[Rushtalk] Zuckerberg Is Completely Ruthless..............
dap1 at bellsouth.net
Fri Dec 21 08:07:39 MST 2018
I might add that Zuckerberg flat out lied during his congressional
testimony and congress knows it. Don't hold your breath waiting for him
to be Michael Flynn'ed.
On 12/21/2018 1:35 AM, John Quayle wrote:
> The Facebook papers are a timely reminder that Mark Zuckerberg is
> ruthless about making money
> Jake Kanter <https://www.businessinsider.com/author/jake-kanter>
> Dec. 6, 2018, 8:01 AM
> Mark Zuckerberg.JPG Facebook CEO Mark Zuckerberg. Reuters
> Opinion banner
> * *The Facebook documents paint a picture of a company that is
> ruthless about making money.*
> * *They show that Facebook was prepared to stomp on rivals, cut data
> deals, make decisions that generate bad press, and obsessively
> track competitors as acquisition targets — all in the name of growth.*
> * *It's a timely reminder that Facebook is a money-making
> juggernaut, not a philanthropic endeavor.*
> If you take one thing away from wading through 250 pages of Facebook
> documents, it is this: Here is a company that is ruthless about growth.
> This shouldn't be a surprise, of course. You don't get to 2.3 billion
> users and $40 billion in revenue by playing nice all the time. But
> rarely do we see the inner workings of a company out to make money
> laid bare in such detail.
> The documents, seized by British parliamentarians and published in a
> redacted form on Wednesday
> don't contain a catastrophic bombshell, but they do call to mind a
> barb slung at Facebook earlier this year.
> While being questioned by the same group of lawmakers that published
> the Facebook papers, chief technology officer Mike Schroepfer was told
> by Paul Farrelly, a member of parliament, that Facebook reminds him of
> a famous quote about Goldman Sachs
> Turning to American author and journalist Matt Taibbi's 2009 attack on
> Goldman Sachs in Rolling Stone,
> Farrelly read the article's gambit:
> "The first thing you need to know about Goldman Sachs is that it's
> everywhere. The world's most powerful investment bank is a great
> vampire squid wrapped around the face of humanity, relentlessly
> jamming its blood funnel into anything that smells like money."
> The Facebook documents offer a patchy and incomplete picture of
> internal discussions, sometimes bereft of context. At the center of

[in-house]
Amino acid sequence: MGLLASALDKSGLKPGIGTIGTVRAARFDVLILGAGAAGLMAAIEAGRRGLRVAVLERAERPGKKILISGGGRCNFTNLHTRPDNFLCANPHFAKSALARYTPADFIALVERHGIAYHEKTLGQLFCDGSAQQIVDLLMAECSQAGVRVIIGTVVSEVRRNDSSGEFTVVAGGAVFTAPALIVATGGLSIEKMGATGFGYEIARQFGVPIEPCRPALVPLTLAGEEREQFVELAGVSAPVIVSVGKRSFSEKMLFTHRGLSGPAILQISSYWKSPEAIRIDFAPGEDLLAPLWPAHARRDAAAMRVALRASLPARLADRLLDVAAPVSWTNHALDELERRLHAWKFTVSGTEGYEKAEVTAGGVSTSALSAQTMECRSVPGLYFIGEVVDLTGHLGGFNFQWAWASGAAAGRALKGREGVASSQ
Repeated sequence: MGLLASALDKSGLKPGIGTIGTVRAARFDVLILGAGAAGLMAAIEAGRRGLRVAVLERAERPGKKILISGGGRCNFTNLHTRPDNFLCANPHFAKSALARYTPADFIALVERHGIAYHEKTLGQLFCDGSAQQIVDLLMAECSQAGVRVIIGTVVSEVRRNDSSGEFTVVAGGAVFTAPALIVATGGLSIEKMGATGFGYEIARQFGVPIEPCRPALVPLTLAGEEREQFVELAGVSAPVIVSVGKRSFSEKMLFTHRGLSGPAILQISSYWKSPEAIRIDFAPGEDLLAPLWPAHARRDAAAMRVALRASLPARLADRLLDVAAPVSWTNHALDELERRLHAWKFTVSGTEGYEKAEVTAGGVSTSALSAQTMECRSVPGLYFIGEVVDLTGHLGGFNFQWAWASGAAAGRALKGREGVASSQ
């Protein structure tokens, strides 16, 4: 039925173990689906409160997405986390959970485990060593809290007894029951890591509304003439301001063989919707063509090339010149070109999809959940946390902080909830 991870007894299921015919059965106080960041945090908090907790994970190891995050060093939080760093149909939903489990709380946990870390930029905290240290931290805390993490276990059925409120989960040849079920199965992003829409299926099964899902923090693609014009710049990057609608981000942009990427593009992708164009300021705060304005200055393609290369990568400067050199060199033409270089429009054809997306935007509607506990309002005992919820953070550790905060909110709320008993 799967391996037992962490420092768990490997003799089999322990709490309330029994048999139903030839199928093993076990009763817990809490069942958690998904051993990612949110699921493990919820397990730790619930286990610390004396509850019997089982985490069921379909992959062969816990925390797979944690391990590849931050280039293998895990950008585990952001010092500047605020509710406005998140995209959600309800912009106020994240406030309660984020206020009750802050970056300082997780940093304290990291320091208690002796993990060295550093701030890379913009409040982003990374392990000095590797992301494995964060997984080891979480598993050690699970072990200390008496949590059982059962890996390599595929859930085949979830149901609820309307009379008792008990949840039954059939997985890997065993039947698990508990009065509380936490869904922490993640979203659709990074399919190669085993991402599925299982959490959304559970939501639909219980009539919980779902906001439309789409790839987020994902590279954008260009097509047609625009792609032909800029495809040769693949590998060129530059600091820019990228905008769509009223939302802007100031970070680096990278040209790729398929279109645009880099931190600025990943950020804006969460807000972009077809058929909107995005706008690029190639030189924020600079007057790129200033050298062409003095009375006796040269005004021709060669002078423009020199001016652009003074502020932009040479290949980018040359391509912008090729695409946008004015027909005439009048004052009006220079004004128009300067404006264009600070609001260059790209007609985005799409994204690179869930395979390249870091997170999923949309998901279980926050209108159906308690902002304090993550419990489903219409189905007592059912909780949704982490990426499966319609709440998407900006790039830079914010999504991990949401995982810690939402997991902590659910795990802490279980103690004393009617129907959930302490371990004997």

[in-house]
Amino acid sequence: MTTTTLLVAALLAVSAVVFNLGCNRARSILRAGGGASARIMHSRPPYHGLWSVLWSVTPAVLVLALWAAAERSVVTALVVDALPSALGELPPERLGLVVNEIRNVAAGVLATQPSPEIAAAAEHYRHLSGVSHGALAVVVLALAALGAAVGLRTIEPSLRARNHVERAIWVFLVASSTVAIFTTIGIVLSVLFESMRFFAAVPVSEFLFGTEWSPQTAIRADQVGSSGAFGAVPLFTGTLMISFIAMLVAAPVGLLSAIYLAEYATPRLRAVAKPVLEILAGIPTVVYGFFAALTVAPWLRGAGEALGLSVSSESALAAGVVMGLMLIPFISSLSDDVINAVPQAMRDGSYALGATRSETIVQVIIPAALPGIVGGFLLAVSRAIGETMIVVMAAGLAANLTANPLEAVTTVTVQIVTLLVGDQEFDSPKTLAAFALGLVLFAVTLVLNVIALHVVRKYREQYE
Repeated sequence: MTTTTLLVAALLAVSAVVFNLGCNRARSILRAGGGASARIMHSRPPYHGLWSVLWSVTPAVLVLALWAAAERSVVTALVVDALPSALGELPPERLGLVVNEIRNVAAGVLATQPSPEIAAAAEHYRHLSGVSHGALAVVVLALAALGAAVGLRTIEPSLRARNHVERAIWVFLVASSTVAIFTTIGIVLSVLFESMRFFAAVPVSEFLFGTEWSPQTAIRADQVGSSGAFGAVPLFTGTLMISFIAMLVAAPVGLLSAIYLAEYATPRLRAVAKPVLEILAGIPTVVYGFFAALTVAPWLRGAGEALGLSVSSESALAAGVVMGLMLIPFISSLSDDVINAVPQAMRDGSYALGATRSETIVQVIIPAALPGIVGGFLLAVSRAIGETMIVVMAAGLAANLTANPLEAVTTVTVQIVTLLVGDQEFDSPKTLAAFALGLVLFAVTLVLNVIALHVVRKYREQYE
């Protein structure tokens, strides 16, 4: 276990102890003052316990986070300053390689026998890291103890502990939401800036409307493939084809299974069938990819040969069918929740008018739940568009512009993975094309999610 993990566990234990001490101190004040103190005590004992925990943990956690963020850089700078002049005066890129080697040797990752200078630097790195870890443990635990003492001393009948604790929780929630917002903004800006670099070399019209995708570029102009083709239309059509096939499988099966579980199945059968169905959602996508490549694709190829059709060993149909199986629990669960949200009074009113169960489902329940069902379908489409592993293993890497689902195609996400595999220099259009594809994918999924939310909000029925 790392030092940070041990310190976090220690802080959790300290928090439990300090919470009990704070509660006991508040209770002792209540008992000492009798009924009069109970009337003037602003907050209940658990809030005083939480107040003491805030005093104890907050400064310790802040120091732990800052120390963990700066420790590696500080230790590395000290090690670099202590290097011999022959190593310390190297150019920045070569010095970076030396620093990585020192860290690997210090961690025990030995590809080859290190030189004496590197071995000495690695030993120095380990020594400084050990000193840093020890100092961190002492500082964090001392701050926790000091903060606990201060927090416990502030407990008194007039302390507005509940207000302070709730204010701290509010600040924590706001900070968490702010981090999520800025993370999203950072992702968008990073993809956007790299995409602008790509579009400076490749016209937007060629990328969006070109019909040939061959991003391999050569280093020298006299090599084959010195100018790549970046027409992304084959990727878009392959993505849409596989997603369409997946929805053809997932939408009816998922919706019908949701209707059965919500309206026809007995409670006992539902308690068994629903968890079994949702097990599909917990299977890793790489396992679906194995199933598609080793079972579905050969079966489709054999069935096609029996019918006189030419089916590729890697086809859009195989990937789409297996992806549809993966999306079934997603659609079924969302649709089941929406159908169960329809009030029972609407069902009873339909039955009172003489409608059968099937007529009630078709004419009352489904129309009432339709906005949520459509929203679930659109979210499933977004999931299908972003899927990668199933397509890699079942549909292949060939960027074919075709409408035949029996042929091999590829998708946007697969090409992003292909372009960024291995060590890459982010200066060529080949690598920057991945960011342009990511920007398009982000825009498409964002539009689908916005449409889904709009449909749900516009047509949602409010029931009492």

> some illuminating moments is Mark Zuckerberg, a far cry from the gawky
> product guy who created Facebook from his dorm room. He cuts a
> thoughtful figure, who is involved in the details of Facebook's
> revenue-generating endeavors. Bloomberg's Shira Ovide refers to him as
> "The Godfather" in the Fully Charged newsletter.
> The papers don't contain a smoking gun about Facebook selling the data
> of its billions of users. Indeed, Facebook has repeatedly said it has
> "never sold people's data."
> All the ways Facebook is ruthless
> But the papers, which date as far back as 2012, provide evidence that
> Facebook cut deals that fell just short of selling data. Notably, it
> signed off on preferential "whitelisting agreements" with firms
> including Netflix and Airbnb, giving these firms great access to data.
> And it wasn't just exploiting its own data that Facebook discussed and
> carried out. It was also ruthless about sucking up data, the papers
> show. Emails show Facebook collected Android call and SMS data to
> improve its algorithms and "People You May Know" feature — despite
> being aware that it would generate bad press.
> Another feature of the documents is Facebook's willingness to stomp on
> rivals. This manifested itself in two ways: restricting their access
> to Facebook information and obsessively tracking competitors to see if
> they could make potential acquisition targets.
> On the former, Zuckerberg personally approved a decision to cut off
> Vine's access to data
> in January 2013 — just as the Twitter video app, which was shuttered
> in 2016, was starting out. Zuckerberg also presided over a list of
> and decided whether they could access its platform information or not.
> On the evening before the documents were published, Facebook reversed
> these kinds of restrictions as part of a policy review. The company
> said it's important that its "platform remains as open as possible."
> And the $19 billion deal to buy WhatsApp? Well, that came after
> Facebook carefully tracked the app using Onavo, a VPN and
> data-analytics tool. Onavo's data showed WhatsApp was outpacing
> Facebook Messenger on engagement and message sends, according to
> "highly confidential" charts in the papers. So Facebook removed the
> competition by bringing it in-house.
> But perhaps the most telling example of Facebook's laser focus on
> growth came from Zuckerberg himself when discussing his attitude
> toward providing third-party apps with access to its platform in 2012.
> In an email, he made the stark admission: What's good for the world
> isn't necessarily what's good for Facebook
> It jars somewhat with Facebook's public credo to make the world "more
> open and connected." It's a timely reminder that Facebook is a
> ruthless money-making juggernaut, not a philanthropic endeavor.
> SEE ALSO: The secret Facebook documents have just been published
> by British Parliament
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